However, by the time the Taliban was defeated in 2001, Ghani’s engineered “Bonn Conference” was sold with the U.S. government through Khalilzad. Thus, Ghani and friends had the privilege of positioning themselves as representatives of different “mediating parties” at Bonn to daunt the Rabbani government and deceive its delegates into signing Ghani’s tribal roadmap.

That is known as the Agreement on Provisional Arrangements in Afghanistan Pending the Re-Establishment of Permanent Government Institutions.” When the “agreement” was signed, Brahimi was the U.N. designated chair, Khalilzad served as the U.S. envoy, Rubin was the “expert,” and Ghani – the “top U.N. advisor.”

What was there to “re-establish” really? Was it to reverse what Ahady called the Pashtun “institutionalized dominance” that ended in Afghanistan in 1992? Seemingly so, Ghani wanted to repeat his grandfather’s tribal “heroics” of 1929.

According to George Packer, “Ghani has come from a prominent Pashtun family. His paternal grandfather, a military commander, helped install King Nader, who assumed office shortly after Amanullah [Khan]’s overthrow, in 1929.”

Packer avoids mentioning King Habibullah Kalakani, a Tajik ruler who deposed Pashtun Amanullah. He went to a “negotiation” meeting with the tribal leader, Nader and, perhaps, Ghani’s grandfather in October 1929. It was a plot that led to his dethronement and execution.

Packer elaborated, “On September 11, 2001, Ghani was at his desk in Washington, and he knew immediately that everything was about to change for Afghanistan. He drafted a five-step plan for a political transition [and] rebuilding the country.”

“During the American-led war against the Taliban, a small group of experts—including Lockhart, the Afghanistan scholar Barnett Rubin, and the Algerian diplomat Lakhdar Brahimi, then the U.N. special envoy for Afghanistan—met at Ghani’s house outside Washington. That December, the group’s work influenced the Bonn Agreement […] while leaving unresolved the conflict between Ghani’s vision of a modern state and the interests of regional power brokers.”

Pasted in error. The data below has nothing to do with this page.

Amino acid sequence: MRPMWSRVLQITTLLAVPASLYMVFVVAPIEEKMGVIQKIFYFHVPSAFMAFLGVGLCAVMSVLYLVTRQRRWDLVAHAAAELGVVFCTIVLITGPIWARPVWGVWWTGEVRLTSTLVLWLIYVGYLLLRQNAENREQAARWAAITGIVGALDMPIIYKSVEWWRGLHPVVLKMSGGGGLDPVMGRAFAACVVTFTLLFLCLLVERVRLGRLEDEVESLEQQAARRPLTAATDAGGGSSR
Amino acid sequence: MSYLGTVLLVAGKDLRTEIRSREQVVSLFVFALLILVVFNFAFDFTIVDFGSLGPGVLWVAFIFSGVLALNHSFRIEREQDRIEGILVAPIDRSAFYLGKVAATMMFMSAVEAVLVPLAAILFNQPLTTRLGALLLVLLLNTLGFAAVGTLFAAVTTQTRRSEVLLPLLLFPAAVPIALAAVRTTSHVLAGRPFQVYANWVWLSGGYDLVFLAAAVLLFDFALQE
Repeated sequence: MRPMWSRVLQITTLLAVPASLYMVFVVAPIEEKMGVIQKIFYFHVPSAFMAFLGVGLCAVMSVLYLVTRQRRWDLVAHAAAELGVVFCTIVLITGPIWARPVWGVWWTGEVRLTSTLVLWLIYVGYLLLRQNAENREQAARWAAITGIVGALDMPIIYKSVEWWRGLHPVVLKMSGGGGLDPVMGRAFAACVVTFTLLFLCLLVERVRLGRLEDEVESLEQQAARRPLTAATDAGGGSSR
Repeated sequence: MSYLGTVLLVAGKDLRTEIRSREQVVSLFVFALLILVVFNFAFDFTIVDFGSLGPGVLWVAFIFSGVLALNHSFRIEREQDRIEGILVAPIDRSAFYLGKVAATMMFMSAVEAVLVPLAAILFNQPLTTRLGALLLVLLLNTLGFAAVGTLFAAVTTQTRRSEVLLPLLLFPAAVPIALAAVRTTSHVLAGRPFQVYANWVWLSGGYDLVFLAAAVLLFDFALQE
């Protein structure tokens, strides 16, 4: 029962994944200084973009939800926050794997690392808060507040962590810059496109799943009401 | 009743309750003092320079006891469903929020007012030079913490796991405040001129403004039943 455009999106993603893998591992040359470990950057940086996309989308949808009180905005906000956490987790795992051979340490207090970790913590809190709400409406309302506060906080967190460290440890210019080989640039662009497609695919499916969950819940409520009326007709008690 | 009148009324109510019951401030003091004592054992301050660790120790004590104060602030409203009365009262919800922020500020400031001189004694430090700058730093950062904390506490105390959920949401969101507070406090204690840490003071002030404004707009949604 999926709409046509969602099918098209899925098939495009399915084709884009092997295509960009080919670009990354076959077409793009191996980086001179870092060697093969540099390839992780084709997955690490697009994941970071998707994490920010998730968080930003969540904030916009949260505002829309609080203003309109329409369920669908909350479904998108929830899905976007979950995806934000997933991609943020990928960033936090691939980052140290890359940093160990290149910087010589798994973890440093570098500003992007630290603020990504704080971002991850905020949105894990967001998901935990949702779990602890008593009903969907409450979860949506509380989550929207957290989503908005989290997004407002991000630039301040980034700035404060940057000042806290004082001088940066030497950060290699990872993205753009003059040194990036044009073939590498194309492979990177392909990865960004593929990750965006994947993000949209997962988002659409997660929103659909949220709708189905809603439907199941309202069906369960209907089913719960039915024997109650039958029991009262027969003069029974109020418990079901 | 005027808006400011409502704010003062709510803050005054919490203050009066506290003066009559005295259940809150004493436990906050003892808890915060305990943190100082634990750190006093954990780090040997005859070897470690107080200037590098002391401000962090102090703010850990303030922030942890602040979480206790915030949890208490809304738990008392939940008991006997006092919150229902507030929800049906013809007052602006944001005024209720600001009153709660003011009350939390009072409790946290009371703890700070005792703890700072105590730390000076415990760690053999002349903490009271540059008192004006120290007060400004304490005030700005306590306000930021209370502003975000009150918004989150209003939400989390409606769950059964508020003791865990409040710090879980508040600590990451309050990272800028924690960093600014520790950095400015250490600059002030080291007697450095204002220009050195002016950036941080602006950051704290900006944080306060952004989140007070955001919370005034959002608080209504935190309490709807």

“Ghani’s Vision of a Modern State”

Since his “capture” of the presidency in 2014, Ghani’s vision has revealed to be that of a Pashtun “nation-state,” an old mirage pursued by a British India client-king, Abd al-Rahman Khan, known as “The Iron Amir” (1880-1901). That king did not only leave a patron-client legacy but also a delusion for his tribal heirs who have been failing to deliver for centuries.

In an “academic paperGhani could not hide his admiration for Khan’s policy of power consolidation to “reshape” ethnic and religious aristocracies to create a “strong State.” Crimes and religious oppression that Khan perpetrated to falsify an “ethnic majority to wear the mantle of a nation” with British India patronage are now known as ethnic cleansing. Hence, Ghani consolidated power to empower his chosen tribesmen while “dominating” and containing the powers of others in Afghanistan.

A “nation-state” is “a vehicle for ethnic aspirations.” According to D. L. Sheth, “a people should find its ethnicity which is equivalent to a nation. If such equivalence is not possible because within a territorial entity there are [multiple ethnicities], one should create an ethnic majority, which can wear the mantle of a nation.”

At the same time, “nation-state” is a European concept of the 1500s that has never worked elsewhere. Even in Europe, Germany, Italy and Spain have suffered from this dominium-aspired paradox with fascism and Nazism during Hitler, Mussolini and Franco eras.

Nowadays, conventional “nation-states” are moving toward “state-nation” to accommodate multiculturalism and promote non-domination. Why are we still forcing Afghanistan towards a false “nation-state?” Is this “a modern vision?”